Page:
HUNTINGTON — Film study of Western Kentucky has been a constant for Marshall’s football team over the last two weeks as the team has had extended time to prepare for the Hilltoppers.
As Marshall’s offense has looked over the Western Kentucky defense, there have been several points emphasized.
However, there is one aspect that stands out on the back end of the Hilltoppers’ defense. Fittingly, this particular defensive back may be the key to the game — Western Kentucky safety Devon Key.
Key is a safety who plays almost like a linebacker, flying up in the box in run support and causing havoc for the opposition in its blocking scheme.
Marshall’s coaching staff is well aware of Key, even joking that it seems like he’s been there longer than some of the coaches involved in the game have been.
“Their safety — No. 2, Key — I think he’s one of the better players,” Marshall offensive coordinator Tim Cramsey said. “I thought he was old when I got here three years ago and he’s still playing for them.”
Marshall head coach Doc Holliday echoed Cramsey’s thoughts.
“He seems like he’s been there forever,” Holliday said. “We’ve lined up against this guy for a number of years. They are going to go in trying to stop the run like everyone else and they’ve got to get those safeties involved. He’s the guy that has been involved. We have to know where he is because they are going to drop him into the box to try to get that extra hat.”
For Cramsey and the Thundering Herd offense, reading Key truly will be key for offensive success.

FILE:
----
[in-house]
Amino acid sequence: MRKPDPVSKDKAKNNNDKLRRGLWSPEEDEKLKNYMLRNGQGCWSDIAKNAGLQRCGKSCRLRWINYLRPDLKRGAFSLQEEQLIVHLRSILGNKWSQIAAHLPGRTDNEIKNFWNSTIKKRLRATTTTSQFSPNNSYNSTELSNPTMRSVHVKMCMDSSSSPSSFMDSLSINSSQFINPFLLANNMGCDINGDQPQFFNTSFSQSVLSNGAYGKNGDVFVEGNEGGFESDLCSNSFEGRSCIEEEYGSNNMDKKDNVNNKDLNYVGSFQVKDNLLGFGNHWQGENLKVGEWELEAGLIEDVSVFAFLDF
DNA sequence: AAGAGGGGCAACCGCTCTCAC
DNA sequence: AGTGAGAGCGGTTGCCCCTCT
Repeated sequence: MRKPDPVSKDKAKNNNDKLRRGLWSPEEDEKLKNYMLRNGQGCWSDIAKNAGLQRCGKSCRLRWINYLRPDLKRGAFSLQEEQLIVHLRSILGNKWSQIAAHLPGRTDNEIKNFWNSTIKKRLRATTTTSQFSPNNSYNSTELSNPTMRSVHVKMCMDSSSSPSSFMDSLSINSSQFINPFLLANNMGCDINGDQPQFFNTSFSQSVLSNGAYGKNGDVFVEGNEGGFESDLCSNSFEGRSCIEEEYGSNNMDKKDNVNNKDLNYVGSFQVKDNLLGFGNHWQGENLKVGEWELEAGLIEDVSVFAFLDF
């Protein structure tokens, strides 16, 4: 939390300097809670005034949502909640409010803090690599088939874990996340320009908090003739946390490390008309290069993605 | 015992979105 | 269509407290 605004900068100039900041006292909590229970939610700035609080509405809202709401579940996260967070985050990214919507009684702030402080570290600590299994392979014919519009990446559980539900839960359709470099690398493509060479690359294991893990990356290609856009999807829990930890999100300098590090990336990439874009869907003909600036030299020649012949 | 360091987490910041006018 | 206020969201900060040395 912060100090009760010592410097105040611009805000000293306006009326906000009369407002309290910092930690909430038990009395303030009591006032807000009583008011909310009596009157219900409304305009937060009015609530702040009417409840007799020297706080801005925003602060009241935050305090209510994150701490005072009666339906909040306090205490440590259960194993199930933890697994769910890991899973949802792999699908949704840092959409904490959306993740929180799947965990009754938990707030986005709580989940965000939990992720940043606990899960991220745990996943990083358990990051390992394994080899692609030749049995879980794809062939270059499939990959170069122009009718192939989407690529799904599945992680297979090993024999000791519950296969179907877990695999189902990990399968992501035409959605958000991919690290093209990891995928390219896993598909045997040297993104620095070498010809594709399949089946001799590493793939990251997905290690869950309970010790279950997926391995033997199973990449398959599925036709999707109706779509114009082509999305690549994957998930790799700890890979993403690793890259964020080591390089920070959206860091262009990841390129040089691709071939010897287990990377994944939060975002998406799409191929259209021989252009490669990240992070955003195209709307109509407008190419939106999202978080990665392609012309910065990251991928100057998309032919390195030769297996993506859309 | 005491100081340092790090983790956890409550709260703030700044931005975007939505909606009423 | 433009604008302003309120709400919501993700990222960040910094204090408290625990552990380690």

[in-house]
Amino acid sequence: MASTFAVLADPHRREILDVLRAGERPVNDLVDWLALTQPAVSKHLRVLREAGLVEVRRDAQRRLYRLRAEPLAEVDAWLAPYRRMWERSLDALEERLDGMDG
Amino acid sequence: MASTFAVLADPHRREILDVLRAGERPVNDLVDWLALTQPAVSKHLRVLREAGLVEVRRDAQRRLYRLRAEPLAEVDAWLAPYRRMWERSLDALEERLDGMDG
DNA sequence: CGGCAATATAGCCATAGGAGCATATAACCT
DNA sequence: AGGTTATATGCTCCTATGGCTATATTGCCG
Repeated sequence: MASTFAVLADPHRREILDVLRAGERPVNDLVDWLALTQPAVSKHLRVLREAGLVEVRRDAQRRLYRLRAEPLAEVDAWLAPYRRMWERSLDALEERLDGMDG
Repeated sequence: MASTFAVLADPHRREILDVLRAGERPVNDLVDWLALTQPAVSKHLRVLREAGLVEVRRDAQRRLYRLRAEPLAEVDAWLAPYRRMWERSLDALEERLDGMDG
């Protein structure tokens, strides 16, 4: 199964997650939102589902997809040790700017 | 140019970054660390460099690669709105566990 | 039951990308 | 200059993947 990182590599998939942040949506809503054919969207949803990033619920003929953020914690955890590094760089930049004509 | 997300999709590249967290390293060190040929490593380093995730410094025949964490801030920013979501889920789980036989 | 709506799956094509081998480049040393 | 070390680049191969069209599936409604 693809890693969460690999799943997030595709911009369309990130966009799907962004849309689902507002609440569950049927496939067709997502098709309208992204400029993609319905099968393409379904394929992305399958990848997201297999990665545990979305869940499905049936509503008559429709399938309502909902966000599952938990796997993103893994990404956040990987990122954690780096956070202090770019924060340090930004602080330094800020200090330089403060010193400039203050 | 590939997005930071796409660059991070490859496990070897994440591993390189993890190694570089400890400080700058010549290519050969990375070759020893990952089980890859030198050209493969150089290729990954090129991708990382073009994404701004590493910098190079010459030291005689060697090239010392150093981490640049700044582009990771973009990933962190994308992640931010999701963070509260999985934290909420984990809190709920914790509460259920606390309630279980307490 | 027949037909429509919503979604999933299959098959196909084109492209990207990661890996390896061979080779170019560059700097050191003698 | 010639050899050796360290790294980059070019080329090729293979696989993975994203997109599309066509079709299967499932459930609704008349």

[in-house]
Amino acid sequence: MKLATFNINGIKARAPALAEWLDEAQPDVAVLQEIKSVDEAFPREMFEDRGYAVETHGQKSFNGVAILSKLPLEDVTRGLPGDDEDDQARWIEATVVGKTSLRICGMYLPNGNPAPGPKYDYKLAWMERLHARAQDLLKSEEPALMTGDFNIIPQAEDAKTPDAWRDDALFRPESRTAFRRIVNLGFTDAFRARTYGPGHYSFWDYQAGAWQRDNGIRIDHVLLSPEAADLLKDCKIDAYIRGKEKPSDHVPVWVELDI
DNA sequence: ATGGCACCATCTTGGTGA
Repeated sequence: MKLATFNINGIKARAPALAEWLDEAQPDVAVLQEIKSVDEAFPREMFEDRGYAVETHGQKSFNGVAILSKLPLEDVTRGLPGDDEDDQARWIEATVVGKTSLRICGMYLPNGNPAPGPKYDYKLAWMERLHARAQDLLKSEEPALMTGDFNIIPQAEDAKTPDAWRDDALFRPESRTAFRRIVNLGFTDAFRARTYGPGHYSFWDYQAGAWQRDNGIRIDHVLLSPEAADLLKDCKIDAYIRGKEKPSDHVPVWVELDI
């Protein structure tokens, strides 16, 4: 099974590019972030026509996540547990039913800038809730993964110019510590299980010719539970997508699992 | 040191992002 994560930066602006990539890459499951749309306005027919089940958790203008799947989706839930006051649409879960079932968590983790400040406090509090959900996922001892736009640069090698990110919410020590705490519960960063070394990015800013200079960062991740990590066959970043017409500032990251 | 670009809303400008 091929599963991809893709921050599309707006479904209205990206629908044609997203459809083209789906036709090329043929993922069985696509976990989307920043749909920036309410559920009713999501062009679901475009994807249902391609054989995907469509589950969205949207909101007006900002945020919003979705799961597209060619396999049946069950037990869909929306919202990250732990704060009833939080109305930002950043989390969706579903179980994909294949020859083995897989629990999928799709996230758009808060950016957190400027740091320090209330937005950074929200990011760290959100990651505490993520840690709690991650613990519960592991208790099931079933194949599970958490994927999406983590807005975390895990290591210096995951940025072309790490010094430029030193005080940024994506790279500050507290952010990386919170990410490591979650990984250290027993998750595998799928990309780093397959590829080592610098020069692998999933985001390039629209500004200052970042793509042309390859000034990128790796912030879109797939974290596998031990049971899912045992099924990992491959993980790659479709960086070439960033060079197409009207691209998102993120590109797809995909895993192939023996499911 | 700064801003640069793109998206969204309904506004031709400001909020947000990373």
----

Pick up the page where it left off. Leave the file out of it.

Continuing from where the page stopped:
When Key is up in the box taking on more of a run presence, that means there will be additional one-on-one scenarios on the outside for Marshall’s wide receivers to make plays.
“When we talk, we always talk about getting a seventh guy in the box, but these guys want to get an eighth guy in the box with those safeties,” Cramsey said. “We’re going to have to be good on the outside and win some one-on-one battles on the outside and switch them up formation-wise to keep them guessing.”
Marshall’s ability to get its passing game going early behind redshirt freshman quarterback Grant Wells is vital in loosening up the Western Kentucky defense.
“Their safeties really want to get in the box and really want to make plays in the run game,” Cramsey said. “It puts their corners on an island. Don’t get me wrong, their corners are good players, but it puts them on an island sometimes.”
If Marshall is able to complete passes in those one-on-one battles, it forces the Hilltoppers to decide whether to continue bringing their safeties forward against the run or to help in the pass game. Should Key be forced into coverage help due to passing success for the Herd, Marshall’s rushing attack should be able to benefit behind an offensive line that has shown its strength in the first two games of the season, rushing for 498 yards in two wins.
Last season, Key had eight tackles against the Herd and Western Kentucky was one of the few teams to limit Marshall running back Brenden Knox to less than 100 rushing yards in conference play. It was part of a solid defensive effort for the Hilltoppers, who limited Marshall to just two field goals in the second half after the Herd jumped out to an early 17-0 lead.
Can the Herd key in on Key’s play and use it to its advantage, or can Key help lock up Marshall’s offense in its first conference game?
That answer could be the key to victory in this rivalry battle.